Too easy for Koreans; Japan unconvincing in 4-1 win
India's campaign in the women's hockey competition at the Asian Games began on a sober note with a performance that neither touched the heart nor the edges of professionalism.
Prosaic for the major part and needlessly ponderous, the team managed a 4-0 win to take full points against Malaysia, after displaying a speck of verve in the second half. A good measure of India's problems stemmed from the poor harmony exhibited by the frontline. If the exchanges still swung in its favour, it was mainly due to the work in midfield by Jasjeet Handa and Subadra Pradhan.
More credit should go to Subadra for the endless attempts to keep the frontline in the attacking zone. However, India snatched a field goal late in the first half. Rani Ramphal ambled in beating two defenders for Chanchan to give the finishing touches. The lead enlarged early in the second half when Deepika Thakur capped a combined move.
But the best effort of the evening came from the lanky Rani. Meeting a cross from the right, Rani side-stepped the advancing goalkeeper to send the ball crashing into the boards and this was followed by a superb effort by Surinder Kaur.
The Malaysians were unrelenting. In fact, there were patches when they secured command in the rival zone. Silin Fazila caused some trouble but lacked the support to take on the Indian defenders.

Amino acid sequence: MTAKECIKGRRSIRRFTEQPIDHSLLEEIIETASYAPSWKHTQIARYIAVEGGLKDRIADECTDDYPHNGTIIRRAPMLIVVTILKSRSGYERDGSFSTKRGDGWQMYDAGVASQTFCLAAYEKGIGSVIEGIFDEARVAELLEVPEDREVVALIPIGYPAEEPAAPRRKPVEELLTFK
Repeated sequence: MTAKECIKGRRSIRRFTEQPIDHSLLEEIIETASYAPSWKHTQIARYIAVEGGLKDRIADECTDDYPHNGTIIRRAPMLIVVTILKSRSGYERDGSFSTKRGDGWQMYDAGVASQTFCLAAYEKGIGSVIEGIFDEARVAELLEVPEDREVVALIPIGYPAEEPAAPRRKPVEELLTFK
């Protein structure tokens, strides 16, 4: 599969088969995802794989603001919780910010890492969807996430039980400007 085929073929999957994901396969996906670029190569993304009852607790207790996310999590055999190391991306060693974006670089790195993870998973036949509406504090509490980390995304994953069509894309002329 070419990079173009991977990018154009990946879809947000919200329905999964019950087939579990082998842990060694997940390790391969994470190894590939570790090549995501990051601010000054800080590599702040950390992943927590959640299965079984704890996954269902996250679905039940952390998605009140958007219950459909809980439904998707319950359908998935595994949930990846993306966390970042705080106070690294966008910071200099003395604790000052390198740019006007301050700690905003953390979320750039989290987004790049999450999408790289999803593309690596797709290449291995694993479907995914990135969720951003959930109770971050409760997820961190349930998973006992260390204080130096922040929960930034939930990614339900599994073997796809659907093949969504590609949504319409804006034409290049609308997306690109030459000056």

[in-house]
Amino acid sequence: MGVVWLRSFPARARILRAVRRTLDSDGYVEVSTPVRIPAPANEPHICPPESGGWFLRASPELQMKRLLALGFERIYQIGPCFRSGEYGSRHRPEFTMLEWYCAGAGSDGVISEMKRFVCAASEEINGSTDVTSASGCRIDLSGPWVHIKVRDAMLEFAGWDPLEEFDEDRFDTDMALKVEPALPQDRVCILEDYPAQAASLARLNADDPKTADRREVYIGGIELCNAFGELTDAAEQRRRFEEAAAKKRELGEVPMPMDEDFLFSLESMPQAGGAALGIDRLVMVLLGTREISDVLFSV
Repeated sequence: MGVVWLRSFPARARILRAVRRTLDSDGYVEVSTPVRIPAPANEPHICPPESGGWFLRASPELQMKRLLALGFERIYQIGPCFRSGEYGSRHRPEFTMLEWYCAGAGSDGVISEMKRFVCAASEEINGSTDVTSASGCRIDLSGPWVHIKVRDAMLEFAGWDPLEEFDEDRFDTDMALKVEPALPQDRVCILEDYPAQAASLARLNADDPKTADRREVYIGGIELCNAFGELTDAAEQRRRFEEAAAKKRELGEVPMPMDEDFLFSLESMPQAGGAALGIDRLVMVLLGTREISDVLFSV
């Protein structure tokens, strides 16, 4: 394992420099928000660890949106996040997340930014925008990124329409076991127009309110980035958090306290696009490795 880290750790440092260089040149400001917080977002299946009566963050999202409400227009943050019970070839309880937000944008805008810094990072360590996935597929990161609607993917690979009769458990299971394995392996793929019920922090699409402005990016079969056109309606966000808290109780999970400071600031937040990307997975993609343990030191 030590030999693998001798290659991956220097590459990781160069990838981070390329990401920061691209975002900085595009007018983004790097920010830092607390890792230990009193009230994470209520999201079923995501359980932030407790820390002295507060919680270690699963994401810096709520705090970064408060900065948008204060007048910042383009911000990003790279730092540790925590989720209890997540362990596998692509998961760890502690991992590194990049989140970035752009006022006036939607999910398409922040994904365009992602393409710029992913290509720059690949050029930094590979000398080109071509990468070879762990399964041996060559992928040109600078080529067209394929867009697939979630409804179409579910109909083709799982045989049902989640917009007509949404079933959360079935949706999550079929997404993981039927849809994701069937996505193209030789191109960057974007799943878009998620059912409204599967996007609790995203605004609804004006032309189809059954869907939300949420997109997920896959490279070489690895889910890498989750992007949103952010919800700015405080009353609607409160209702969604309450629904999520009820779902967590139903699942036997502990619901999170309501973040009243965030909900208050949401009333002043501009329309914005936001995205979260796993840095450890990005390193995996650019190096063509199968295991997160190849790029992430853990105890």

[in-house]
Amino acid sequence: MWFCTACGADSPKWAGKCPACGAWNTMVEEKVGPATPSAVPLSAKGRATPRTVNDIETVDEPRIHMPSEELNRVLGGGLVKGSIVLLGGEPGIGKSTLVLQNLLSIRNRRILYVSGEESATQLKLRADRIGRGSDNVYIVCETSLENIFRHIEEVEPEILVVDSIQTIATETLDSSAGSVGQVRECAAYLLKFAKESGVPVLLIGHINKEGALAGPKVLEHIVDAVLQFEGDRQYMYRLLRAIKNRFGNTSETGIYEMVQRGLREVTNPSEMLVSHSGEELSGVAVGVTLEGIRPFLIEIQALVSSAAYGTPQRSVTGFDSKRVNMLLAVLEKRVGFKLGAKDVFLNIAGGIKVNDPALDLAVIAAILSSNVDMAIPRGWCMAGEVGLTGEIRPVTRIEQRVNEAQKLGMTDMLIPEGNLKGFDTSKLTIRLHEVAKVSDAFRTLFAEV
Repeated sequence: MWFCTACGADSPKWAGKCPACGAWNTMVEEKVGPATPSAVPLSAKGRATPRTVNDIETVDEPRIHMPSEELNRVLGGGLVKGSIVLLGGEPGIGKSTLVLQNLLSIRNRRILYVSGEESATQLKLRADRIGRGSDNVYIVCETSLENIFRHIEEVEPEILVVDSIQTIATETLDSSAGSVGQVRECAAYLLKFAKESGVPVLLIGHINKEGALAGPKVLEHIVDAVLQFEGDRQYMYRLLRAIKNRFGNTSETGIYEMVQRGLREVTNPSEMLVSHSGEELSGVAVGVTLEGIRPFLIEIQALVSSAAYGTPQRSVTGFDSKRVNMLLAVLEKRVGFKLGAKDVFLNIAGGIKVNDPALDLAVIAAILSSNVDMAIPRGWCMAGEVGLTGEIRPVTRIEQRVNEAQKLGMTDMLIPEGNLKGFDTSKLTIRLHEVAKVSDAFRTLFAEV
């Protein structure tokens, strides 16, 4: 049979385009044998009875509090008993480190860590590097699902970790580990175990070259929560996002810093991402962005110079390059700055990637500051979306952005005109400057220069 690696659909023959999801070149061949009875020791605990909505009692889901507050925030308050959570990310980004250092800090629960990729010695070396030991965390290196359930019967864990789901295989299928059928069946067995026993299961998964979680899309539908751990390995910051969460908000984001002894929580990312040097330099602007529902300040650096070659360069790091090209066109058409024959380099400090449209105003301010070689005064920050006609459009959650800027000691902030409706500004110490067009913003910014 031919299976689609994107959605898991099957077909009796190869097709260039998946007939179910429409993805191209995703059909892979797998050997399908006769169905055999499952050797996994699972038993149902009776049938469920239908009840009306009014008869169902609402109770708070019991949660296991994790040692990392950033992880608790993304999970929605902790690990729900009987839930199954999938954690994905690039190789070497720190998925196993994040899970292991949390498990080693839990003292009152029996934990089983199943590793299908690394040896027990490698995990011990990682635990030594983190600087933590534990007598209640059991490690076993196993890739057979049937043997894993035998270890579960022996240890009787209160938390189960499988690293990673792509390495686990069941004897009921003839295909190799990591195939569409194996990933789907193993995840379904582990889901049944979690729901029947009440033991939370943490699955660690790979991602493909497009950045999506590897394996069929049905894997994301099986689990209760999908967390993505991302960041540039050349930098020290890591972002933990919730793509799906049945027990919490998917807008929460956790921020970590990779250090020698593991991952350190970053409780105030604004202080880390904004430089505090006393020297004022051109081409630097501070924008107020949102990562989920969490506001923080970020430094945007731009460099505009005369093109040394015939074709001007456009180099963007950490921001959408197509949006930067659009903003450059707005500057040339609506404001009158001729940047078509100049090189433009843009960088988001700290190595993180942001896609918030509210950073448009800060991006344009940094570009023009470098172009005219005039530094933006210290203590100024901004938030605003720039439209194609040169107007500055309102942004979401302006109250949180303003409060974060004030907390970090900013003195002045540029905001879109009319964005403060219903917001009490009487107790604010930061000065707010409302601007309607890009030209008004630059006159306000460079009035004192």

Even though the result has a ring of comfort, Japan, silver medallist at the last edition, was unusually sluggish against Kazakhstan in the opening match. The fluency that one expected of a combination boasting the presence of stars like Kaori Chiba and Yukari Yamamoto was invisible.
The Kazakh squad, which reached this city only on Friday morning showed no signs of strain. What more, the team launched furious raids late in the match to pluck a goal in the final minutes, and threatened to score one more.
Thailand surprised many by restricting the formidable Koreans to a 5-0 margin after holding them to 1-0 lead in the first half.
“The Thais were, quite understandably, elated that the result was not the two-digit one it used to be. The team prepared for more than a year and we are happy with the result,” observed the manager, Ms. Nurmon Siriwat.
The credit for this verdict should go to goalkeeper Tongsun Jesdaporn whose courageous saves rendered the spate of penalty corners that the Koreans forged ineffective to some extent.
The defenders overall were stubborn, offering a tough challenge.
Only Park Mihuyn, who scored two goals, was able to break the defenders. It must also be admitted that the Koreans were a wee bit unlucky; at least three shots from penalty corners crashed against the bar.